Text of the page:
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'Deep brain stimulation' technique could arrive in Ireland

The technique, which involves inserting an electrode into the brain, can help sufferers of neurological conditions.

Scan of a brain
Scan of a brain
Image: Liz Henry via Flickr

HEALTH AUTHORITIES ARE set to examine whether a ‘deep brain stimulation’ service should be introduced in Ireland to treat patients with some neurological disorders.

The therapy involves inserting an electrode into the brain, connected to a battery which is placed under the patient’s skin. Electrical stimulation of an area of the brain can help manage symptoms of some conditions.

Deep brain stimulation is used internationally to help with Parkinson’s disease, dystonia – a condition where muscles involuntarily contract – and similar disorders.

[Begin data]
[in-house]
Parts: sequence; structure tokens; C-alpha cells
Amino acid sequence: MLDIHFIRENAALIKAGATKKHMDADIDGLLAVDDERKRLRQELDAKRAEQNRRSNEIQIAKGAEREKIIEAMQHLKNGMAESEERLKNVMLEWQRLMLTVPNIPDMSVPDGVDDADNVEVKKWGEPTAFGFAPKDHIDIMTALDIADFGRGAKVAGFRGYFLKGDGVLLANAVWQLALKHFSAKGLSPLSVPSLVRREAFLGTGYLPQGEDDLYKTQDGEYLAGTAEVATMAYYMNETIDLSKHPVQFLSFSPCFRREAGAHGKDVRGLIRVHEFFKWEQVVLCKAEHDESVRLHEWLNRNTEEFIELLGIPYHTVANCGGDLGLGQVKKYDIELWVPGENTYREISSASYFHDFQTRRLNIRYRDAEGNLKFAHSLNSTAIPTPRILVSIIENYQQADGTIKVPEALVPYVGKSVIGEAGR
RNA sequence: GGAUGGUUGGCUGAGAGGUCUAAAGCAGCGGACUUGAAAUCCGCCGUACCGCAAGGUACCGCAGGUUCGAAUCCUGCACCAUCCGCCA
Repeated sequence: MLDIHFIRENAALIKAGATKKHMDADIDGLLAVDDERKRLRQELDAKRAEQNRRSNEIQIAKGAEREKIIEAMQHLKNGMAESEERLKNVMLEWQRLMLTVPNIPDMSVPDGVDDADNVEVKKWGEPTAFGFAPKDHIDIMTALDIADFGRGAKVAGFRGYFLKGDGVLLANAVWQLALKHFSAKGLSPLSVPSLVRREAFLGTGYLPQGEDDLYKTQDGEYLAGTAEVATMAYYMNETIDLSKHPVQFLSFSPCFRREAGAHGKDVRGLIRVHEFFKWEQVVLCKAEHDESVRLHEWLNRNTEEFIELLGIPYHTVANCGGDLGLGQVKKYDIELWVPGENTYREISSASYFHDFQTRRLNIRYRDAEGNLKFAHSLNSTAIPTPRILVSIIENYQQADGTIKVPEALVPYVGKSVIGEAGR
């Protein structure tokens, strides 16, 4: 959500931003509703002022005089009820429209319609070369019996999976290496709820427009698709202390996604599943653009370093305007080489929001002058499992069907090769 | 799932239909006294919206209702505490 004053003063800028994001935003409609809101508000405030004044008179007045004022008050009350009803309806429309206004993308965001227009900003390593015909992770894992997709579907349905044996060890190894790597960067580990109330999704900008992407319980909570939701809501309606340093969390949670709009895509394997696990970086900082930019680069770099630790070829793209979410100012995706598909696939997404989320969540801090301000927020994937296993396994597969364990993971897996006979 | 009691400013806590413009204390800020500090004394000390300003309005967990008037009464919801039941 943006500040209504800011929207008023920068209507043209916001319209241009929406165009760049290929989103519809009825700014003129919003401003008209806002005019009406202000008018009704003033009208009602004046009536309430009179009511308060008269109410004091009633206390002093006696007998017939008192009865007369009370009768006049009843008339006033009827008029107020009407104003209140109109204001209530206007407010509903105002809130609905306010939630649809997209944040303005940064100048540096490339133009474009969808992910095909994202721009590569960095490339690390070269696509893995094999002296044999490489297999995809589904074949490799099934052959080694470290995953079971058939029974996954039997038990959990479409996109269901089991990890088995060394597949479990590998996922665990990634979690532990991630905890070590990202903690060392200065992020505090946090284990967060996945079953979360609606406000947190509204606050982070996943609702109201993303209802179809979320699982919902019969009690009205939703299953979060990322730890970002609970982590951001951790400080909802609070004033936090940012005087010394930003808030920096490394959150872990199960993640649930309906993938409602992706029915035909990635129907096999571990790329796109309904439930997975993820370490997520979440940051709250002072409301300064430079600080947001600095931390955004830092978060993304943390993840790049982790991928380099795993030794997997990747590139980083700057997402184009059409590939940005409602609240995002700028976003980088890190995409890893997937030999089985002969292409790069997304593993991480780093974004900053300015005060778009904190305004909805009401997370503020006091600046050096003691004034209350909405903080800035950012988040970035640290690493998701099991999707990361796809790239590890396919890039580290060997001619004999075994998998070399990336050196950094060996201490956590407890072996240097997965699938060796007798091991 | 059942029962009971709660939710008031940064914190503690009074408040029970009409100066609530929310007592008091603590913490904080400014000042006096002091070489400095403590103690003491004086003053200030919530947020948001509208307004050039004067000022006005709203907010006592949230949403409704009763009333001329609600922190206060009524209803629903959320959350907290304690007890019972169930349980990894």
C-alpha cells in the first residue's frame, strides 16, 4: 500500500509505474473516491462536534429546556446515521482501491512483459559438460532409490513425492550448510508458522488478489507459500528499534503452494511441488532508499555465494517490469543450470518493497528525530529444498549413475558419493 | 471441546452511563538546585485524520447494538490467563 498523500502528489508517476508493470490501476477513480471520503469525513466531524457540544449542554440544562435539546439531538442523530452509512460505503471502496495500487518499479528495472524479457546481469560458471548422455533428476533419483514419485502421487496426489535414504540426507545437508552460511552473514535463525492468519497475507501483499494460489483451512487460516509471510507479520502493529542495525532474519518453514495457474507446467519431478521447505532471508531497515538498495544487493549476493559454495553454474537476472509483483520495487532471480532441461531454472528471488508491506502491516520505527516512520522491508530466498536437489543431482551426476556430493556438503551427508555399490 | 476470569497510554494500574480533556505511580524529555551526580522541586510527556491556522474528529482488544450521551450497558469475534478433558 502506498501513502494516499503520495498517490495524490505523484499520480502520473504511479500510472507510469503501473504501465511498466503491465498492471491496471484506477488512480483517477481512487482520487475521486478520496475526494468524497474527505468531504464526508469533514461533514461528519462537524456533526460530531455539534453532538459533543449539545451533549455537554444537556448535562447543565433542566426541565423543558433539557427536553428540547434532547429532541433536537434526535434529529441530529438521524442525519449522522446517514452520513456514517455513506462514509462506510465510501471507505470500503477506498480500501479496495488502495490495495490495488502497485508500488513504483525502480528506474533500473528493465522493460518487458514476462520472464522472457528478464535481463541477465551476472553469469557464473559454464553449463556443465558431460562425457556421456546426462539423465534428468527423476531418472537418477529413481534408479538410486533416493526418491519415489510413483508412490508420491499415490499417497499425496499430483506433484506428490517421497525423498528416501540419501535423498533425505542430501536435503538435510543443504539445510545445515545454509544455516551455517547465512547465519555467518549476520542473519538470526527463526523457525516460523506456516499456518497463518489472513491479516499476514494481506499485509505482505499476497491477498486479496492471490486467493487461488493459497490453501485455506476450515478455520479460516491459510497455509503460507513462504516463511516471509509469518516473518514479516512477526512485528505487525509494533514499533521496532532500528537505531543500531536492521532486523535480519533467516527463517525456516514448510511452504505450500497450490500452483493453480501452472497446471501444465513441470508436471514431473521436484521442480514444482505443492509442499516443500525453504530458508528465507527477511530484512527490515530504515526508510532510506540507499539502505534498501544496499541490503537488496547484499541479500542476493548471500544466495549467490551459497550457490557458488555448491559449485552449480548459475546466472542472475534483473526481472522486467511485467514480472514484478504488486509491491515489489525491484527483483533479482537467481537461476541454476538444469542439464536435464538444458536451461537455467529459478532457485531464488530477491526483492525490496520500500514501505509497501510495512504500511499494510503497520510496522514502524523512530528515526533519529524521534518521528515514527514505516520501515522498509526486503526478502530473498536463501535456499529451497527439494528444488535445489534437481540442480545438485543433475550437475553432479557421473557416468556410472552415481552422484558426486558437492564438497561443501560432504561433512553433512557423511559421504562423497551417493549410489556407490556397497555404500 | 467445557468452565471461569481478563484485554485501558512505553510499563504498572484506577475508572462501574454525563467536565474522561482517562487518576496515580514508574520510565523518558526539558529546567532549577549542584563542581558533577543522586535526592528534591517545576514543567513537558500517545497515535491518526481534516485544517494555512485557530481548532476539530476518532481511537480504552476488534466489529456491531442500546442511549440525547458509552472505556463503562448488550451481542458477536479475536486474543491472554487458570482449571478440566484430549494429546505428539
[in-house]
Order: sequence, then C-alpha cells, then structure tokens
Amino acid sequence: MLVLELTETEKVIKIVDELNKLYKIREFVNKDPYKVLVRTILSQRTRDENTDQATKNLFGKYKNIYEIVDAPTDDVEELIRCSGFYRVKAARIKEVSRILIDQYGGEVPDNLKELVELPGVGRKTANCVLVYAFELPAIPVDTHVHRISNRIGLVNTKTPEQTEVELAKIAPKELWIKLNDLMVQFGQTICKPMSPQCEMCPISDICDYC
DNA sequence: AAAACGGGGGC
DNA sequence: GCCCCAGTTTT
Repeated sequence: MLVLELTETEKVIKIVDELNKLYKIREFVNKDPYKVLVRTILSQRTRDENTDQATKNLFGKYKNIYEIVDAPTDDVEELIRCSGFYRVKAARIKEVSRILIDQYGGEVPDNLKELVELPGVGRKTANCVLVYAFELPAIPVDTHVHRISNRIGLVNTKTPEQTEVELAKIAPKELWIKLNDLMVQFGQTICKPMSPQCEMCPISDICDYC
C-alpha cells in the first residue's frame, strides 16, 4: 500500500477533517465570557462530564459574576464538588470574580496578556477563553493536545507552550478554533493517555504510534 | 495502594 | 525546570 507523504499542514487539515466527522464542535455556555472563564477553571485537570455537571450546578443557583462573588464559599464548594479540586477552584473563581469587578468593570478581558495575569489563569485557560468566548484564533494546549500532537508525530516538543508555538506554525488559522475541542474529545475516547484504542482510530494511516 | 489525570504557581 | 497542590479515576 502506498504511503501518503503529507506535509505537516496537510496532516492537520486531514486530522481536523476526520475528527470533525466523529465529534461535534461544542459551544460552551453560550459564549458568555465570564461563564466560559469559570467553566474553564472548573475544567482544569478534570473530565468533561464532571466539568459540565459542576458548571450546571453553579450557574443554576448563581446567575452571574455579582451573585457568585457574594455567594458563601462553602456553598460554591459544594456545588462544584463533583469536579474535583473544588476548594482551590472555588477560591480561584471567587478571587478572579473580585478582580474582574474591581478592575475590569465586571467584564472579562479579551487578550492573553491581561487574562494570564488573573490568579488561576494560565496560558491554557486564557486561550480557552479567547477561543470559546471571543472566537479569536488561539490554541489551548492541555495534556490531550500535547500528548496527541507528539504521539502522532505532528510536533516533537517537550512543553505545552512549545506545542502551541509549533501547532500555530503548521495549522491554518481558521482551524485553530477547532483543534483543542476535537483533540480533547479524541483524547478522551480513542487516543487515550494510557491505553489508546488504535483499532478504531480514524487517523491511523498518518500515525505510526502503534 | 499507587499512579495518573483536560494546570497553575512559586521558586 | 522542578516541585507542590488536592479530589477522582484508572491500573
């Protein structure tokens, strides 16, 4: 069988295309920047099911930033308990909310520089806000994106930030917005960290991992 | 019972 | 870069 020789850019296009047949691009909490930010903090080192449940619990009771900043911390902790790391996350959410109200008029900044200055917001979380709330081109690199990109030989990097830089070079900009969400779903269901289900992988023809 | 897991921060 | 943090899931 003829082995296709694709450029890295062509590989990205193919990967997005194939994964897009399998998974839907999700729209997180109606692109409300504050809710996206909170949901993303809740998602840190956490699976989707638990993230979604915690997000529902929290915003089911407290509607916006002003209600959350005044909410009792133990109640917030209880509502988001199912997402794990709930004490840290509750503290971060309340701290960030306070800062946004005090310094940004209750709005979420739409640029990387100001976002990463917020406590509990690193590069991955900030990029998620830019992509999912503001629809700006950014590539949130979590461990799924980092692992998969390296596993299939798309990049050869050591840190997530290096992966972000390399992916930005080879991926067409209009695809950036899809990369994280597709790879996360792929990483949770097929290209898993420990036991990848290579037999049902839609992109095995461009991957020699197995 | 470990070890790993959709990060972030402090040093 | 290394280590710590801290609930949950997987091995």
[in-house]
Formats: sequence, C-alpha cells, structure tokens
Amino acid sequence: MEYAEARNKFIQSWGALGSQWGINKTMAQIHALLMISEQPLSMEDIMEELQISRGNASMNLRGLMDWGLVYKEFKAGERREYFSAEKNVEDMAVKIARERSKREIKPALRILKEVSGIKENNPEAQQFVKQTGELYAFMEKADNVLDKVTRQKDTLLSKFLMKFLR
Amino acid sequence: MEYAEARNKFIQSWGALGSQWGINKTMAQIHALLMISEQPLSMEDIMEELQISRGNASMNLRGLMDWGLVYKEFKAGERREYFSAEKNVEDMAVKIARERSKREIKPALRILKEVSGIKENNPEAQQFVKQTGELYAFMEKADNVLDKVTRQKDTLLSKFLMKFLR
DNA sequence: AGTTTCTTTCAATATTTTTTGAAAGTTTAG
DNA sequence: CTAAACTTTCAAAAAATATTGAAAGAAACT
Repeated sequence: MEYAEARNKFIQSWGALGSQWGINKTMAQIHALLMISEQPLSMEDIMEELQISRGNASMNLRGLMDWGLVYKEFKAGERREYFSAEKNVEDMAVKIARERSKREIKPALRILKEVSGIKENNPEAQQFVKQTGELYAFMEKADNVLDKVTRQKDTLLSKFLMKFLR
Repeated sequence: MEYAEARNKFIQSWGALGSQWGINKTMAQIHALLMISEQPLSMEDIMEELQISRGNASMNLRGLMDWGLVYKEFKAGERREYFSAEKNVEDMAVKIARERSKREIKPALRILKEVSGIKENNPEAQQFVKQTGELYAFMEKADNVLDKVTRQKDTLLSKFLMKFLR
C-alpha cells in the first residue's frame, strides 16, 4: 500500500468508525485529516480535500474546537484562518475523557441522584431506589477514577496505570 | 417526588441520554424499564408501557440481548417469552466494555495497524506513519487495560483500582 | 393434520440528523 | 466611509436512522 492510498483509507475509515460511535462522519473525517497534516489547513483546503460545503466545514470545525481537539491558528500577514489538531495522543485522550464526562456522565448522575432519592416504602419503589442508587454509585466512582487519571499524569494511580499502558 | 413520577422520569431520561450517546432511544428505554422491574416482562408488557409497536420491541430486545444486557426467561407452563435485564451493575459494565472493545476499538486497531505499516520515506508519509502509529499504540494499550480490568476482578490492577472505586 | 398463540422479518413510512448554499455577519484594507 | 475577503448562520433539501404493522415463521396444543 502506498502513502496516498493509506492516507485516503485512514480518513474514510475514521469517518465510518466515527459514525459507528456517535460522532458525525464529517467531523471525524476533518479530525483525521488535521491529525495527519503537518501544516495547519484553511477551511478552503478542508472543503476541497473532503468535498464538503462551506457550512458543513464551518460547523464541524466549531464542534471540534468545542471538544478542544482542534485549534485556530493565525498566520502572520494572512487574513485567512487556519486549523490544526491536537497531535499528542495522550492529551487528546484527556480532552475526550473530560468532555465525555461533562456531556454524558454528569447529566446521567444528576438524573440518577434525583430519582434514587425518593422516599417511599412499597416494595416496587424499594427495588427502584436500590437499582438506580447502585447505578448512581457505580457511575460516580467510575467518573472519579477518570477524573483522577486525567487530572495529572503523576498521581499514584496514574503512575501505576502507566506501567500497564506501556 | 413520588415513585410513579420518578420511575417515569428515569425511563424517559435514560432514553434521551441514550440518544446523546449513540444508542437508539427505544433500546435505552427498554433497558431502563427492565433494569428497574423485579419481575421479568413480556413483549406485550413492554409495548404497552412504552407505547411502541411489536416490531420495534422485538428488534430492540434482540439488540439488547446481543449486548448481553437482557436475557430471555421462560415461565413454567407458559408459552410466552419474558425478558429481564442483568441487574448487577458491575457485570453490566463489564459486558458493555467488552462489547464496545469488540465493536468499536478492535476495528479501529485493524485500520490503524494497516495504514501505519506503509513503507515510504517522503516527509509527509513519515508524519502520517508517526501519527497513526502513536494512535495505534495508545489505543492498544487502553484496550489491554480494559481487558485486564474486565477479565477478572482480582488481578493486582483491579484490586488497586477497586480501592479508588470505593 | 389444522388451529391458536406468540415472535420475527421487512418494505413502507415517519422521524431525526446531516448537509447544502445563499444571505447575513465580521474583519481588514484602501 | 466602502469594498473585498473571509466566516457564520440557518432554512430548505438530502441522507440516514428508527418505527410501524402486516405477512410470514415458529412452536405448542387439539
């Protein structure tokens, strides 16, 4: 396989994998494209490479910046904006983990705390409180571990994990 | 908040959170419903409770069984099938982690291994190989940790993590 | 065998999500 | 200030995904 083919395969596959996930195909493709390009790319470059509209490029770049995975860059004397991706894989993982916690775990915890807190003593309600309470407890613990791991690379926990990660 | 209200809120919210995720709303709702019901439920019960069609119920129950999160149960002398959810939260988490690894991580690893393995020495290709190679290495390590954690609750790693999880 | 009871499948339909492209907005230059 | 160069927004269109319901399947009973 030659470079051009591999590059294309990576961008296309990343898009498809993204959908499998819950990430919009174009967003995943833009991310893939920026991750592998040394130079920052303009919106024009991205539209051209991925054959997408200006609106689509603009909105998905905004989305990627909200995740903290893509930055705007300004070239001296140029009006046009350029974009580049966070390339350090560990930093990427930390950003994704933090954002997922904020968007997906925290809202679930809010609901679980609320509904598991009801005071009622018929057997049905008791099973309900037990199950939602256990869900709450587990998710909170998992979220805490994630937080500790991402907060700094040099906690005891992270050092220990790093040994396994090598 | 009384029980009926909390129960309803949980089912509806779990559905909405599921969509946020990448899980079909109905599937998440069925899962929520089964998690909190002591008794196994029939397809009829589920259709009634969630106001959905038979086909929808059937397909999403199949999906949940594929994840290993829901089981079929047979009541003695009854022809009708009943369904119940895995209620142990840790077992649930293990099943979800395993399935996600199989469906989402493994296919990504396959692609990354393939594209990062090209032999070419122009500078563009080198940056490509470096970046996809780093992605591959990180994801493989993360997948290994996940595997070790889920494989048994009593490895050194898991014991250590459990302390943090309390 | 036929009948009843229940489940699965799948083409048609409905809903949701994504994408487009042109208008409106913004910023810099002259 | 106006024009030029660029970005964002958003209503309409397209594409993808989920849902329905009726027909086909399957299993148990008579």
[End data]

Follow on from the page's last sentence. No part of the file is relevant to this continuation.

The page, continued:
Currently, patients considered suitable for the treatment are sent to hospitals abroad to have the operation. However, HIQA have announced plans to carry out a “health technology assessment” of the treatment’s potential introduction in Ireland.

Officials will examine what would be required to introduce the service, and what the cost would be. This will then be compared with the cost of sending patients abroad.

“Irish patients considered suitable for Deep Brain Stimulation surgery are usually referred by the HSE to specialist centres abroad, mainly to the UK,” said Martin Flattery of HIQA.

“By estimating the resources required and their associated costs, this HTA will evaluate the feasibility of establishing a national service in Ireland.”

More: Surgery waiting lists to be cut to 9 months by 2013 – Reilly>

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Michael Freeman

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